YEREVAN: Pope Francis began his three-day visit to Armenia on Friday with a denunciation of the mass killing of Armenians a century ago by Ottoman forces as "genocide", risking Turkey's fury.
The pontiff -- who is making his 14th overseas trip since he was elected in 2013 -- invoked a term Turkish authorities have vehemently rejected during a meeting with Armenian President Serzh Sarkisian.
"Sadly this tragedy, this genocide, was the first of the deplorable series of catastrophes of the past century," Francis said at the presidential palace in Yerevan.
When Pope Francis last used the term in the Vatican in 2015, on the centenary of the killings, Ankara angrily recalled its envoy from the Holy See for nearly a year.
The pontiff expressed the hope that "humanity will learn from those tragic experiences" to prevent a "return to such horrors."
Armenians have long sought international recognition for the 1915-1917 killings as genocide, which they say left some 1.5 million of their people dead.
Turkey -- the Ottoman Empire's successor state -- argues that it was a collective tragedy in which equal numbers of Turks and Armenians died.
The pontiff also highlighted the plight of Christians in the war-torn Middle East, with Armenia taking in many refugees.
"Today Christians in particular, perhaps even more than at the time of the first martyrs, in some places experience discrimination and persecution for the mere fact of professing their faith," he said.
On his way to Yerevan, Francis also commented on Britain's decision to exit the European Union, telling reporters Europe must ensure the well-being of member states' citizens.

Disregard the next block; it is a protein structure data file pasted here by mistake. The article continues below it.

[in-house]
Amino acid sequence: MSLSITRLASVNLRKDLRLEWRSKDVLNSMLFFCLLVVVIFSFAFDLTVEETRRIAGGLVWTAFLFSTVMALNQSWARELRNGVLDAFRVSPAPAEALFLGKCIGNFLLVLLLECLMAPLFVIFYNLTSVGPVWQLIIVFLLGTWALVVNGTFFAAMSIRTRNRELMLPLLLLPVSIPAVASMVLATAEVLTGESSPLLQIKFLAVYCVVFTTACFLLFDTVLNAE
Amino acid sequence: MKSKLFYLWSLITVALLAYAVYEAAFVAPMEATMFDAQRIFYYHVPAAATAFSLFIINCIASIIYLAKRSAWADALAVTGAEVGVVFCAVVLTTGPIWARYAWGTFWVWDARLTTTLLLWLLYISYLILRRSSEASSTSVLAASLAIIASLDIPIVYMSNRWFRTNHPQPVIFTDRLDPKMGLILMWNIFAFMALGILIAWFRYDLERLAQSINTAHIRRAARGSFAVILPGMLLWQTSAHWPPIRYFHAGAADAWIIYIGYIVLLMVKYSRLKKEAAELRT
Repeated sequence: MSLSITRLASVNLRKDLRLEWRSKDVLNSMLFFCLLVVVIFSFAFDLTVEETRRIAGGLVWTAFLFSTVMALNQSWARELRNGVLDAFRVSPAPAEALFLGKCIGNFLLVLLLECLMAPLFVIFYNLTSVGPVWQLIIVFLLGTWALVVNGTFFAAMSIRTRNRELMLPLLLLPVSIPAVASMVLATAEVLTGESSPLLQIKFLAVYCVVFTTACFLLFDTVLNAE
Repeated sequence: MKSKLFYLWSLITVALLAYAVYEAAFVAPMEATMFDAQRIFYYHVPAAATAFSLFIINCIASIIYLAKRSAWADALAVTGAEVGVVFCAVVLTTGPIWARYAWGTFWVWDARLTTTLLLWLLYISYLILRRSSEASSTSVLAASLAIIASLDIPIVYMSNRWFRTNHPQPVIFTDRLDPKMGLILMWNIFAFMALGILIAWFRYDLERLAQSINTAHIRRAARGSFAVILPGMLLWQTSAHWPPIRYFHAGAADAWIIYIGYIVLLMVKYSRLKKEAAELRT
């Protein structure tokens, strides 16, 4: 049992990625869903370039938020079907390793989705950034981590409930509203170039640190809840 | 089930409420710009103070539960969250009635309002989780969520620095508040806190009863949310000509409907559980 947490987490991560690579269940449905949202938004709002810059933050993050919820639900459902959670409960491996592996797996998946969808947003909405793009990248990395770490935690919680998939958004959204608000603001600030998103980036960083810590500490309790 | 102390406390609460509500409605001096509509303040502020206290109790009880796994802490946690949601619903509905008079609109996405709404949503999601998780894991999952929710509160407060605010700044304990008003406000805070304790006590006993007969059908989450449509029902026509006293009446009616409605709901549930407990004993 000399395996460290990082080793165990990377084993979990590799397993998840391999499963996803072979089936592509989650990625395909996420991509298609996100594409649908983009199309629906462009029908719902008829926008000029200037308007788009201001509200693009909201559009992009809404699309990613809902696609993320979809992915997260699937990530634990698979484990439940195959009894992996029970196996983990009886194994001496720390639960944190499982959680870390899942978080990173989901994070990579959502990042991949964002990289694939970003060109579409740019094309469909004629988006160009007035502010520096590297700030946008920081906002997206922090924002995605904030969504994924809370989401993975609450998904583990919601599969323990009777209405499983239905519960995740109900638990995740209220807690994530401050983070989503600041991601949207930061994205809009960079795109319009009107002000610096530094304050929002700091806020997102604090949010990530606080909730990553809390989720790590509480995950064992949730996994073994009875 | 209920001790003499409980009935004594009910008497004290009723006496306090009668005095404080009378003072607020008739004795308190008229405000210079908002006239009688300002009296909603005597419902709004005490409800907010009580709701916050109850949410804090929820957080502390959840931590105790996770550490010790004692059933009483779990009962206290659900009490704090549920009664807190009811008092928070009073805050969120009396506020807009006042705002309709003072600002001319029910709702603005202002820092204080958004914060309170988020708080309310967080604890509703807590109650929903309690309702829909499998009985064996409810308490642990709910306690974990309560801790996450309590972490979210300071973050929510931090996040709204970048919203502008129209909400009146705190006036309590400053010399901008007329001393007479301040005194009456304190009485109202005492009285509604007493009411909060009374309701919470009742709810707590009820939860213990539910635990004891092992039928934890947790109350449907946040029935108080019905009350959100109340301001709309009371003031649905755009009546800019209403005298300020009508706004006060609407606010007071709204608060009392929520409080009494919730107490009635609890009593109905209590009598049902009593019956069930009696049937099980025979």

"The people's will has been expressed," Francis said. "This requires of us great responsibility to ensure the well-being of the people of Great Britain, as well as well-being and coexistence of the whole European continent."
Highlights of the papal trip will include a visit to Armenia's main memorial to the 1915-17 killings, a meeting with members of the country's small Roman Catholic community and the release of two doves in the direction of Mount Ararat from the Khor Virap sanctuary near the border with Turkey.
The 5,160-metre (16,900-feet) high Mount Ararat was Armenian until 1915 and is now located inside Turkey. It features in the Bible as the place where Noah's Ark supposedly came to rest.
Francis is the second pope to visit Armenia since it re-emerged as an independent state from the ashes of the Soviet Union.
John Paul II attended celebrations in 2001 marking 1,700 years of the adoption of Christianity in Armenia, which was the first country to have the faith as its state religion.
John Paul was also the first pope to recognise the killing of Armenians as genocide, although he did so only in writing.
Suffering and tragedies
Francis' visit "bears religious, political, and humanitarian messages," said Father Shahe Ananyan, a cleric in the Armenian Apostolic Church, to which the vast majority of the country's population belong.
By visiting the Tsitsernakaberd genocide memorial on Saturday, "the pontiff makes it clear that he is steadfast in his position on the matter," Ananyan added.
"This is a message to the entire Catholic world, to those who didn't yet recognise the genocide. This will favour international recognition."
Over 13,000 people have booked tickets to attend the mass the pope will preside over in Gyumri with pilgrims from Lebanon and Georgia's Armenian-populated Javakheti region expected to be among them.
In an Armenian-rite mass at St Peter's basilica in April 2015, Francis said the massacres suffered by Armenians between 1915 and 1917 are "widely considered the first genocide of the 20th century".
Vatican officials have avoided using the term in the build-up to the visit and a copy of the pope's Friday speech distributed in advance did not contain the word.
In a video message to the Armenian people ahead of the trip, Francis said their history provoked pain and admiration.
"Admiration because you have found in Jesus's cross and in your spirit, the ability to always recover, including from suffering that has been among the worst humanity has experienced, pain for the tragedies that your fathers lived in the flesh."